Combustion is... complicated. Essentially what is going on in flame is that you have molecules of fuel and oxidizer that mix and start to bounce off each other. If the molecules are moving fast enough (meaning they have enough energy, which we measure as temperature), then when they collide with each other, they start to make the fuel and oxidizer fall apart into other molecules.
Depending on which molecules collide and the energies involved, when things start to fall apart they are moving to lower energy states and the energy that was stored in the chemical bonds gets released as heat (and radiation in the form of light, which may be invisible). If it is happening often enough, the heat raises the temperature (adds energy) of the molecules around it and the process starts to run away. This is how you get a stable flame.
So this means there's at least a fundamental limit to the thickness of a flame -- you couldn't have a flame at lengths smaller than the distance molecules travel before they collide. This distance is called the mean free path, but frankly it's not a useful limit because flames cannot exist on the scale of the mean free path for other reasons.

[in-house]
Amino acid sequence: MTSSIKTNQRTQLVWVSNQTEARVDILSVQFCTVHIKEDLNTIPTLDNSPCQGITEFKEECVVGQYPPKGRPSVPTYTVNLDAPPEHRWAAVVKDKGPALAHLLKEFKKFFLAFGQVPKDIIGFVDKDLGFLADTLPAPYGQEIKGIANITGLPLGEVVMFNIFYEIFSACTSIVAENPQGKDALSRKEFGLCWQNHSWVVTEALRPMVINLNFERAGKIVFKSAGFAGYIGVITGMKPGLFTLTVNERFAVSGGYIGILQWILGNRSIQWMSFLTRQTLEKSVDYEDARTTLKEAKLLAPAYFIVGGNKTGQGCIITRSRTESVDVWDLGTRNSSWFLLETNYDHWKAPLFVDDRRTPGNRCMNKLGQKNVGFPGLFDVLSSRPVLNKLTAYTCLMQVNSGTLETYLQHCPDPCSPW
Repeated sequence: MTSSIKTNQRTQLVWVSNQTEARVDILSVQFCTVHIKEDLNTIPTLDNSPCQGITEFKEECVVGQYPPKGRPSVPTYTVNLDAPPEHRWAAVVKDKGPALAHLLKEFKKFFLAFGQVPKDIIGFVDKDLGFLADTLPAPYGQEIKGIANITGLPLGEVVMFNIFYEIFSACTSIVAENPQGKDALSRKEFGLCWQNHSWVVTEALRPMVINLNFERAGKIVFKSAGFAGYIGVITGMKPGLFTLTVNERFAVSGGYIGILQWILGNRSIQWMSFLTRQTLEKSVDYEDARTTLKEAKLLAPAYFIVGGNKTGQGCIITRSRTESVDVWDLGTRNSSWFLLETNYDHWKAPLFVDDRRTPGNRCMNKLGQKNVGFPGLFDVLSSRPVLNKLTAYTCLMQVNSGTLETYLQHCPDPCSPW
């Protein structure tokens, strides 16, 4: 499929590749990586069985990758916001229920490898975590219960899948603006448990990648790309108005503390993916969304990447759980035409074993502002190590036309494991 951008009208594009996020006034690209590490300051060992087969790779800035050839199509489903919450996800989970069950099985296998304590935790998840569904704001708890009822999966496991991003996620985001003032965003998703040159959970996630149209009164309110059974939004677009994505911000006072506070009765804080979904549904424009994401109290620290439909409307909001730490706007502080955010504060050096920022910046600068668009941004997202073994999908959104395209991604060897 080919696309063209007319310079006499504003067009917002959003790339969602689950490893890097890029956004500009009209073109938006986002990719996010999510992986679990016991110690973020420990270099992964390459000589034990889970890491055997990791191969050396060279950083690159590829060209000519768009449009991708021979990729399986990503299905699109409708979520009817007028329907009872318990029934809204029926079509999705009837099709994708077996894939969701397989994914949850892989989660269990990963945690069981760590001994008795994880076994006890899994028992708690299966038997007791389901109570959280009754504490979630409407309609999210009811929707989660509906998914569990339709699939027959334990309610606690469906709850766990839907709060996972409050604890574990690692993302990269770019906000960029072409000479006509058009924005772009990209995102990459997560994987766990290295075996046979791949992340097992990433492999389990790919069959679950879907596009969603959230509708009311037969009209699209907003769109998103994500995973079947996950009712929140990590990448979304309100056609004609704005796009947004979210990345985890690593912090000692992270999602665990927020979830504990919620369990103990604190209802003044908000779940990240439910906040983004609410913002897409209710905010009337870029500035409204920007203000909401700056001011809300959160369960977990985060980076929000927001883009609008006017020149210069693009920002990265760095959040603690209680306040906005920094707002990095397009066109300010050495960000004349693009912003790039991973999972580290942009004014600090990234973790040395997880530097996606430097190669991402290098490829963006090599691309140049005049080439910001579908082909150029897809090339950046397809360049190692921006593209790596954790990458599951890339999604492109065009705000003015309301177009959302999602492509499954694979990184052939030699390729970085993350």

For a flame to exist and be stable (i.e. not just a spark or something that goes away quickly), the rate of heat release has to be in balance with the rate of heat losses. If heat release exceeds heat losses, the flame will get bigger. If heat release is less than heat losses, the flame will run out of energy.
All of this means it is difficult, if not impossible, to put a general limit on the smallest possible flame. It will depend on the fuel source and how much oxidizer is present (different fuel+oxidizer combinations need different energies to start releasing heat), what the flow around the flame is like (how fast heat is carried away), how much energy the mixture has (higher temperature means more collisions that can break things apart), and how far the molecules need to move before they collide (how dense the mixture is).
The only definitive thing we can say is that the flame needs to be thicker than the mean free path, but anything more precise would require getting specific about the setup.
For a candle flame, we're looking at what is called a diffusion flame. The fuel (wax) is on one side and it has to vaporize and diffuse/mix with the oxygen in the air before it can properly burn. This is pretty hard. An overview lecture on diffusion flames is available, but it's actually not that easy to define a thickness for diffusion flames.
Suffice to say that the flames can be arbitrarily small, at least for sizes greater than several times the mean free path, provided the heat release is in balance with the heat losses. To be more specific would require a lot more details of the setup.